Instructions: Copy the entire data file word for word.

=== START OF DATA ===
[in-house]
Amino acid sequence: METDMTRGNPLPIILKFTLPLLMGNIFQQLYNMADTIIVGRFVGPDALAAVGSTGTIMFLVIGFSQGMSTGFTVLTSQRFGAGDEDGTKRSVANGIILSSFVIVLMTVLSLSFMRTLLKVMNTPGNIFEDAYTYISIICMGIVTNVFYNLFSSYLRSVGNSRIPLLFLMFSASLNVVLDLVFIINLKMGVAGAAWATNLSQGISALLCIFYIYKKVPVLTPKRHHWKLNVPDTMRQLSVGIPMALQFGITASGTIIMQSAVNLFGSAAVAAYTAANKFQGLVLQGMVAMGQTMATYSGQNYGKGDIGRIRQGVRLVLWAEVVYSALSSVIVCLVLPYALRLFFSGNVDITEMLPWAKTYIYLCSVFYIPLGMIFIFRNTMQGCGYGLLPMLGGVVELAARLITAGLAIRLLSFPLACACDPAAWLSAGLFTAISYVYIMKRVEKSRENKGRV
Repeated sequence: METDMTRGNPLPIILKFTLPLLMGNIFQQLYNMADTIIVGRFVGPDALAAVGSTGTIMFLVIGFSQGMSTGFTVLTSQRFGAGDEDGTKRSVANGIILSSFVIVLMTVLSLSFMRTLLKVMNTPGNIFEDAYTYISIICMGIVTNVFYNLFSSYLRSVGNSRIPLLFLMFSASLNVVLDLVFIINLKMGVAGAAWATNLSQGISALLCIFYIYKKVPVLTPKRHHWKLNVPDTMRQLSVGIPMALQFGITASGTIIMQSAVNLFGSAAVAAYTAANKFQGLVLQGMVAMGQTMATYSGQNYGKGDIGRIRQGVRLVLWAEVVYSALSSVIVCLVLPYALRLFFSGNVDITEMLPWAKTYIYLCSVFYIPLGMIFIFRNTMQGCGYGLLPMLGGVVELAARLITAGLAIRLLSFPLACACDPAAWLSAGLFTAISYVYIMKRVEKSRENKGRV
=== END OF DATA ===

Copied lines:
[in-house]
Amino acid sequence: METDMTRGNPLPIILKFTLPLLMGNIFQQLYNMADTIIVGRFVGPDALAAVGSTGTIMFLVIGFSQGMSTGFTVLTSQRFGAGDEDGTKRSVANGIILSSFVIVLMTVLSLSFMRTLLKVMNTPGNIFEDAYTYISIICMGIVTNVFYNLFSSYLRSVGNSRIPLLFLMFSASLNVVLDLVFIINLKMGVAGAAWATNLSQGISALLCIFYIYKKVPVLTPKRHHWKLNVPDTMRQLSVGIPMALQFGITASGTIIMQSAVNLFGSAAVAAYTAANKFQGLVLQGMVAMGQTMATYSGQNYGKGDIGRIRQGVRLVLWAEVVYSALSSVIVCLVLPYALRLFFSGNVDITEMLPWAKTYIYLCSVFYIPLGMIFIFRNTMQGCGYGLLPMLGGVVELAARLITAGLAIRLLSFPLACACDPAAWLSAGLFTAISYVYIMKRVEKSRENKGRV
Repeated sequence: METDMTRGNPLPIILKFTLPLLMGNIFQQLYNMADTIIVGRFVGPDALAAVGSTGTIMFLVIGFSQGMSTGFTVLTSQRFGAGDEDGTKRSVANGIILSSFVIVLMTVLSLSFMRTLLKVMNTPGNIFEDAYTYISIICMGIVTNVFYNLFSSYLRSVGNSRIPLLFLMFSASLNVVLDLVFIINLKMGVAGAAWATNLSQGISALLCIFYIYKKVPVLTPKRHHWKLNVPDTMRQLSVGIPMALQFGITASGTIIMQSAVNLFGSAAVAAYTAANKFQGLVLQGMVAMGQTMATYSGQNYGKGDIGRIRQGVRLVLWAEVVYSALSSVIVCLVLPYALRLFFSGNVDITEMLPWAKTYIYLCSVFYIPLGMIFIFRNTMQGCGYGLLPMLGGVVELAARLITAGLAIRLLSFPLACACDPAAWLSAGLFTAISYVYIMKRVEKSRENKGRV